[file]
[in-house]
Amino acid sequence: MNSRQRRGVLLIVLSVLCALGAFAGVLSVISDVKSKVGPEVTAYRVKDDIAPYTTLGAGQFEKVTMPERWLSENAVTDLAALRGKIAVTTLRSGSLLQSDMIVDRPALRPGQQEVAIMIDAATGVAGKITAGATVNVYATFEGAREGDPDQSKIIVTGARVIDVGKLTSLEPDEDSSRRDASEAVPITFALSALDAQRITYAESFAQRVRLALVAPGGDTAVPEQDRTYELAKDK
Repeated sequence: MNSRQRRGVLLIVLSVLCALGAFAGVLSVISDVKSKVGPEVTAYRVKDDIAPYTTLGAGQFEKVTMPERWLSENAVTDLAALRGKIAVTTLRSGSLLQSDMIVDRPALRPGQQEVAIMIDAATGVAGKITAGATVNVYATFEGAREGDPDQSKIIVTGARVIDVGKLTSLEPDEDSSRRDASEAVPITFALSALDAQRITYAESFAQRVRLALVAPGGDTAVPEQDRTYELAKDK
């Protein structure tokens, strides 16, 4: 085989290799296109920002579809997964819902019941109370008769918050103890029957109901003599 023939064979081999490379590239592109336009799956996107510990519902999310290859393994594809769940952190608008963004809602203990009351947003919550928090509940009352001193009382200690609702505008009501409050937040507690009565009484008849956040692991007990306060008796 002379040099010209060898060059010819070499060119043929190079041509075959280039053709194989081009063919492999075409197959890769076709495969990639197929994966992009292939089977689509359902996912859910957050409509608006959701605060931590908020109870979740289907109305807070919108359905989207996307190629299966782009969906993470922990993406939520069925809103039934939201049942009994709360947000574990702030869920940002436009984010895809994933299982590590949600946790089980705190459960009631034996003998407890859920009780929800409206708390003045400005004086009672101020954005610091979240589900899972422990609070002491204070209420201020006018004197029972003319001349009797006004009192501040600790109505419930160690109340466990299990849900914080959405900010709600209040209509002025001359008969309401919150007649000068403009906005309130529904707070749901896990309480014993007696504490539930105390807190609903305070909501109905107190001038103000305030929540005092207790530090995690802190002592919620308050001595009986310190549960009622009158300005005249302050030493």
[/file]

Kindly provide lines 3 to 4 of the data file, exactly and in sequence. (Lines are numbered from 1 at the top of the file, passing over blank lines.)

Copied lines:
Repeated sequence: MNSRQRRGVLLIVLSVLCALGAFAGVLSVISDVKSKVGPEVTAYRVKDDIAPYTTLGAGQFEKVTMPERWLSENAVTDLAALRGKIAVTTLRSGSLLQSDMIVDRPALRPGQQEVAIMIDAATGVAGKITAGATVNVYATFEGAREGDPDQSKIIVTGARVIDVGKLTSLEPDEDSSRRDASEAVPITFALSALDAQRITYAESFAQRVRLALVAPGGDTAVPEQDRTYELAKDK
């Protein structure tokens, strides 16, 4: 085989290799296109920002579809997964819902019941109370008769918050103890029957109901003599 023939064979081999490379590239592109336009799956996107510990519902999310290859393994594809769940952190608008963004809602203990009351947003919550928090509940009352001193009382200690609702505008009501409050937040507690009565009484008849956040692991007990306060008796 002379040099010209060898060059010819070499060119043929190079041509075959280039053709194989081009063919492999075409197959890769076709495969990639197929994966992009292939089977689509359902996912859910957050409509608006959701605060931590908020109870979740289907109305807070919108359905989207996307190629299966782009969906993470922990993406939520069925809103039934939201049942009994709360947000574990702030869920940002436009984010895809994933299982590590949600946790089980705190459960009631034996003998407890859920009780929800409206708390003045400005004086009672101020954005610091979240589900899972422990609070002491204070209420201020006018004197029972003319001349009797006004009192501040600790109505419930160690109340466990299990849900914080959405900010709600209040209509002025001359008969309401919150007649000068403009906005309130529904707070749901896990309480014993007696504490539930105390807190609903305070909501109905107190001038103000305030929540005092207790530090995690802190002592919620308050001595009986310190549960009622009158300005005249302050030493």